Community & Current Events

Advocating for good food

By: Robin Stevenson

Photo courtesy of Roth & Ramberg Author: Canadian Living Credits: Photo courtesy of Roth & Ramberg

Community & Current Events

Advocating for good food

By: Robin Stevenson

As a chef, Paul Rogalski knows cooking starts with just one ingredient. "The thing about food," says the owner/culinary director of Calgary's Rouge Restaurant and Bistro Rouge, "is when you are starting out, it seems daunting to learn all there is to know. But food is a lifelong journey of learning and discovering."

Born and raised in Calgary, Paul's own food journey began at his grandparents' farm in Ontario, where he spent his childhood summers. He watched his grandmother use the harvest from the kitchen garden to make preserves and create meals from scratch. "The food was phenomenal," he recalls. However, not until later in his career, after years spent manipulating food, did he remember this simpler time and start to celebrate the tastes and flavours of local foods. "It was a food epiphany," he says.

These days, Paul is an advocate for good food. The dishes he serves at his restaurants feature lettuce, tomatoes and herbs from an acre of land he leases just outside of the city, along with ingredients sourced from local farmers and purveyors. "Calgary is a challenge because of our growing climate," he says. "We can't always get perfect tomatoes, but our mission is to capitalize on flavour."

His desire to connect people with food from the land extends to supporting efforts to establish a community food centre in Calgary. Paul is one of eight chefs participating in Harvest Moon, a fundraising dinner whose proceeds will go toward developing the centre and fostering its aim to build a more equitable food system in the city through access to healthful fare, the promotion of cooking skills and community engagement.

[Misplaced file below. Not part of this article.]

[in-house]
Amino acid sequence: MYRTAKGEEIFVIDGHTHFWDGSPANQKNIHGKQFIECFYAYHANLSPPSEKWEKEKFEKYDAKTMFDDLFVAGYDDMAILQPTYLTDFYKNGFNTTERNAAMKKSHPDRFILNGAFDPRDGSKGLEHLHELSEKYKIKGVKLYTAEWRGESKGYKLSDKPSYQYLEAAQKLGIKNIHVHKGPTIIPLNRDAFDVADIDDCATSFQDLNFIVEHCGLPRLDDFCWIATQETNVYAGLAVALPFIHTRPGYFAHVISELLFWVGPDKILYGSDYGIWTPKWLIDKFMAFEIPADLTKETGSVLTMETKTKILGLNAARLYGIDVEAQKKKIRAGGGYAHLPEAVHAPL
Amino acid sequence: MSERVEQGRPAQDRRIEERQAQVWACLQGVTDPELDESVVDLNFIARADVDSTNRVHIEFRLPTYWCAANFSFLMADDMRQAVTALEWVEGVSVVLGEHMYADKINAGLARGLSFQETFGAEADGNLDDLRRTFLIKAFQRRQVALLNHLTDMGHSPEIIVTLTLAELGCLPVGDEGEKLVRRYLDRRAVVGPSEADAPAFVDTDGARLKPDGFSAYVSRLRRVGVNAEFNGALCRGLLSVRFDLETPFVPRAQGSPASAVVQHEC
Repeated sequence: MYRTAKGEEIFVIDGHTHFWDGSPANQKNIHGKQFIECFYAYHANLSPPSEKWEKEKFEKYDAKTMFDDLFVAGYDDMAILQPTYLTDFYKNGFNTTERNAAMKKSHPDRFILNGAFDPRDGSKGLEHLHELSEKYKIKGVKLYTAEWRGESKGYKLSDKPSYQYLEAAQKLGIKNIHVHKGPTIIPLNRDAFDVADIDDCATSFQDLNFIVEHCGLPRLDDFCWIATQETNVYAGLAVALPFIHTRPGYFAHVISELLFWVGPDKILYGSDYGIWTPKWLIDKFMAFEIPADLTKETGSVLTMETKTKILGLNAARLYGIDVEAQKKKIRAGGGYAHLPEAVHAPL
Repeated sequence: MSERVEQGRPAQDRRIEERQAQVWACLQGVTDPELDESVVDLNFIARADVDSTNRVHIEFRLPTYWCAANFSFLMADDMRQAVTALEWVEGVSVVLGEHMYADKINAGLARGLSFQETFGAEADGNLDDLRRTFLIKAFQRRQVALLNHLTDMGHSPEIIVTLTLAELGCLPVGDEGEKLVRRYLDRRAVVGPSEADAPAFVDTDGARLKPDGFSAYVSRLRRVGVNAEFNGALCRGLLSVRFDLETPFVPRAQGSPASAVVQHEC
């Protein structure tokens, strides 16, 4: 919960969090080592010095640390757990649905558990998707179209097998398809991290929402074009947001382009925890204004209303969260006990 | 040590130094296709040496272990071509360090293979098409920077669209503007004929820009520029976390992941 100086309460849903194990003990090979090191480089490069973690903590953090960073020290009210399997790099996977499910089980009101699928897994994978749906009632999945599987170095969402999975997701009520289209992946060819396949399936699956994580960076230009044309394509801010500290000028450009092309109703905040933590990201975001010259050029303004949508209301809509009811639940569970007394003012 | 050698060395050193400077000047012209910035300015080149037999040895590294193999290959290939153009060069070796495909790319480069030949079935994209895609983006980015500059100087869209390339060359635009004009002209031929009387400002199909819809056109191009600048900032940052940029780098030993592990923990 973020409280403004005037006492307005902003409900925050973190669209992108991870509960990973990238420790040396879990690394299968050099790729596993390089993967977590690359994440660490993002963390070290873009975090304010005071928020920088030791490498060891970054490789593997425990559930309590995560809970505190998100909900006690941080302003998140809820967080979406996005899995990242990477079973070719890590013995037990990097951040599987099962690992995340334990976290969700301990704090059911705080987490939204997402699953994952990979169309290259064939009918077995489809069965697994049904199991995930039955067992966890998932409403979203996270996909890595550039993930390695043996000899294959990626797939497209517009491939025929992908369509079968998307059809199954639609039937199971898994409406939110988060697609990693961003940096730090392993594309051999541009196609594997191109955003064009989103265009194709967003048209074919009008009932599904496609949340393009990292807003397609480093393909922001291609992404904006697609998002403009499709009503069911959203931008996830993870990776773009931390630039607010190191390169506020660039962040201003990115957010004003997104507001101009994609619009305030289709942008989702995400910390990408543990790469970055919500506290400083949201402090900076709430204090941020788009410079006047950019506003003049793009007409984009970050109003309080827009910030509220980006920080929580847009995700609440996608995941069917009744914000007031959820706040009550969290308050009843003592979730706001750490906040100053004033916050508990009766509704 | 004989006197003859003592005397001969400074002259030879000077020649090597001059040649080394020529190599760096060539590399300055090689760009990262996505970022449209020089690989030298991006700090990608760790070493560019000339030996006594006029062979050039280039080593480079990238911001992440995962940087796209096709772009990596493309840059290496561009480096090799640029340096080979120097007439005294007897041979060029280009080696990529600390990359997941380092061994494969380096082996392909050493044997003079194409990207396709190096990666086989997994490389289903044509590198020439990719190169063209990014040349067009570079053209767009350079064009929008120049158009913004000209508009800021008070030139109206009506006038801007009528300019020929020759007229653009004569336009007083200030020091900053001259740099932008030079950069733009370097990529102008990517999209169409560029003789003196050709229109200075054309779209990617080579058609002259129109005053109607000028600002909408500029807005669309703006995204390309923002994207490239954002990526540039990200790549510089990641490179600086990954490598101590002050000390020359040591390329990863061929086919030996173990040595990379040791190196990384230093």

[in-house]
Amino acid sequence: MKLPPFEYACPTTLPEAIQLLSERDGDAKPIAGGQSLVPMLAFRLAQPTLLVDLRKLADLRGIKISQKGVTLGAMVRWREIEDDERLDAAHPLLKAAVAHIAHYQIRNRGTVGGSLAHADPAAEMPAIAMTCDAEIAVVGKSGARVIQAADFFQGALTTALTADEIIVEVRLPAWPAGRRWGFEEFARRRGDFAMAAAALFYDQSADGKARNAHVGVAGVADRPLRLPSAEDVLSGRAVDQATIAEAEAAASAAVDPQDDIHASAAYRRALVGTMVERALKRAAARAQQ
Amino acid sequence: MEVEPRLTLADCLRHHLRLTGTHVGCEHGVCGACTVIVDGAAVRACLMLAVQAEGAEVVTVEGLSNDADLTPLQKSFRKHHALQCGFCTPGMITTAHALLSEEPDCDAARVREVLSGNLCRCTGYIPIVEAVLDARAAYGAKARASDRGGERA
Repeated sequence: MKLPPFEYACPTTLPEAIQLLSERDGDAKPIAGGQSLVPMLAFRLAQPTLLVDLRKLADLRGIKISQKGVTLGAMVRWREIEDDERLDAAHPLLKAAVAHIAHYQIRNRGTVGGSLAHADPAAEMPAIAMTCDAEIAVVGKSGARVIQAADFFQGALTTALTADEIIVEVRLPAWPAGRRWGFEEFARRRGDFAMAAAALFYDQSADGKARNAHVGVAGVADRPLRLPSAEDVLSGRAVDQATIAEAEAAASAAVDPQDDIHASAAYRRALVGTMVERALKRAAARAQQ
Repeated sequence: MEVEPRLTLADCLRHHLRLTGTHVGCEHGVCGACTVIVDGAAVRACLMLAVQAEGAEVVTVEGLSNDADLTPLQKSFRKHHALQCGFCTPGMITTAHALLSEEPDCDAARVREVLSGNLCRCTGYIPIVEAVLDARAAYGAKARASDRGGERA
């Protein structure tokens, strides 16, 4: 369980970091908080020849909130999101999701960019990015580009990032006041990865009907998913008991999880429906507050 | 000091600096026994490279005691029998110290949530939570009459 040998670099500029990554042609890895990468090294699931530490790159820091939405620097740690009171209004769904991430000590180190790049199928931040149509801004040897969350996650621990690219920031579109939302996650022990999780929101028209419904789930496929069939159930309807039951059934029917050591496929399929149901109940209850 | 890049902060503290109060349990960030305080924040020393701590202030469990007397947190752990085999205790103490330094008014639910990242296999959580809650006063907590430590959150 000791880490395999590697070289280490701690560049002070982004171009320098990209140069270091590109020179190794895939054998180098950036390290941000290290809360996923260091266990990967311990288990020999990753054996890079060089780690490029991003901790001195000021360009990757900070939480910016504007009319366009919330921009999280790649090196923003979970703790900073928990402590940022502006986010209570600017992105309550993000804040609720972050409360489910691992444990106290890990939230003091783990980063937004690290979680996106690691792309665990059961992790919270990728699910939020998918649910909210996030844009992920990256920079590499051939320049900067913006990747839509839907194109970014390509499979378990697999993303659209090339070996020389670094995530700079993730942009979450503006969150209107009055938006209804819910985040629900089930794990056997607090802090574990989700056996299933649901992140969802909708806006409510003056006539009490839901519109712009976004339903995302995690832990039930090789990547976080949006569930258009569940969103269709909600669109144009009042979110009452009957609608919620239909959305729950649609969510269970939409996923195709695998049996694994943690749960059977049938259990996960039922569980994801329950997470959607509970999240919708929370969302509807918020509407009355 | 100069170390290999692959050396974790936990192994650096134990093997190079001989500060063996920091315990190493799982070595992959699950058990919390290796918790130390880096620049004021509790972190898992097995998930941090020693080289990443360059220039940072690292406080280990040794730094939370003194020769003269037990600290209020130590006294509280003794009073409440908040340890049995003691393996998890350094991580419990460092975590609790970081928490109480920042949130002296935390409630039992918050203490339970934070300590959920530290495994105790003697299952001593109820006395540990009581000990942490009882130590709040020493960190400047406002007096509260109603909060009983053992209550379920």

These centres, notes Paul, are not just about, "'Here you go, here's some food.' This is a chance to learn how to grow food, prepare food and understand the story of food from start to finish. To me, that's a big shift because it's always my hope that people will know where their food comes from." And he believes bringing people together to create a meal is part of that. In the kitchen, a person "can have a cooking experience that is very solo," says Paul. "But if you get a group of people to work toward a common goal—whether it is cooking dinner for others, canning or preserving food, growing a garden—it not only develops a person's individual skills but also their social skills. When I think back to my grandparents [who came to Canada from Ukraine], life was about conversation at the dinner table… conversation is communication, and communication is the essence of community."

Paul thinks this is an exhilarating time for local chefs and residents who enjoy homegrown flavours. "I have been cooking for a living since 1983, and I am more excited now than ever about food. There's a momentum. There are so many champions for local, fresh food."

This growing appreciation for food that does not come from a box is why he believes Calgarians will get behind a new community food centre. After all, he saw his fellow citizens rally together during last year's flood. "Calgary," he says with conviction, "has such a strong community of people that care. From my heart," says Paul, "it's pretty easy to stand behind this."  

"The essence of community starts with good food." 
— Chef Paul Rogalski

For more details about collective kitchens, visit collectivekitchens.ca.

With files from Colleen Friesen
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Advocating for good food

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